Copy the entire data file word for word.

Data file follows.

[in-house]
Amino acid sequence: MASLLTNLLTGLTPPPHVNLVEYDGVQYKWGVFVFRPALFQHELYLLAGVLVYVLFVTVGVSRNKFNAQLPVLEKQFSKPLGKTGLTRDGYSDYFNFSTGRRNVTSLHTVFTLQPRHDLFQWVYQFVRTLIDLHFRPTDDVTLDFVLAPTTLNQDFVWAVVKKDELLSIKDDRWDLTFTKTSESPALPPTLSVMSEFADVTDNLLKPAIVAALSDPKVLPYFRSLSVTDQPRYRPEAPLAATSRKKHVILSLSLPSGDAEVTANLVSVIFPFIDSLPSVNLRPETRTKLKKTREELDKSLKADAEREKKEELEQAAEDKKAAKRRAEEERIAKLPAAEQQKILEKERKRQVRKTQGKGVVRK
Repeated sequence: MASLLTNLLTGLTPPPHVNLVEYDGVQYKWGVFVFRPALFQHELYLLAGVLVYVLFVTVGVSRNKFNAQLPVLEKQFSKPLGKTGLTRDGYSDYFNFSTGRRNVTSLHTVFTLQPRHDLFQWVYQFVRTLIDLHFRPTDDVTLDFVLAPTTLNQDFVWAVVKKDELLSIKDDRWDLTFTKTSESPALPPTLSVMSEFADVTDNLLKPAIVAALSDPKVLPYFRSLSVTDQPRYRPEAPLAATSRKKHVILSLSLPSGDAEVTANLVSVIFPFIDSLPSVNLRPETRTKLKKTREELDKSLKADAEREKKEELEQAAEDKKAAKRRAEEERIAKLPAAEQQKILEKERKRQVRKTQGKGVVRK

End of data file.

[in-house]
Amino acid sequence: MASLLTNLLTGLTPPPHVNLVEYDGVQYKWGVFVFRPALFQHELYLLAGVLVYVLFVTVGVSRNKFNAQLPVLEKQFSKPLGKTGLTRDGYSDYFNFSTGRRNVTSLHTVFTLQPRHDLFQWVYQFVRTLIDLHFRPTDDVTLDFVLAPTTLNQDFVWAVVKKDELLSIKDDRWDLTFTKTSESPALPPTLSVMSEFADVTDNLLKPAIVAALSDPKVLPYFRSLSVTDQPRYRPEAPLAATSRKKHVILSLSLPSGDAEVTANLVSVIFPFIDSLPSVNLRPETRTKLKKTREELDKSLKADAEREKKEELEQAAEDKKAAKRRAEEERIAKLPAAEQQKILEKERKRQVRKTQGKGVVRK
Repeated sequence: MASLLTNLLTGLTPPPHVNLVEYDGVQYKWGVFVFRPALFQHELYLLAGVLVYVLFVTVGVSRNKFNAQLPVLEKQFSKPLGKTGLTRDGYSDYFNFSTGRRNVTSLHTVFTLQPRHDLFQWVYQFVRTLIDLHFRPTDDVTLDFVLAPTTLNQDFVWAVVKKDELLSIKDDRWDLTFTKTSESPALPPTLSVMSEFADVTDNLLKPAIVAALSDPKVLPYFRSLSVTDQPRYRPEAPLAATSRKKHVILSLSLPSGDAEVTANLVSVIFPFIDSLPSVNLRPETRTKLKKTREELDKSLKADAEREKKEELEQAAEDKKAAKRRAEEERIAKLPAAEQQKILEKERKRQVRKTQGKGVVRK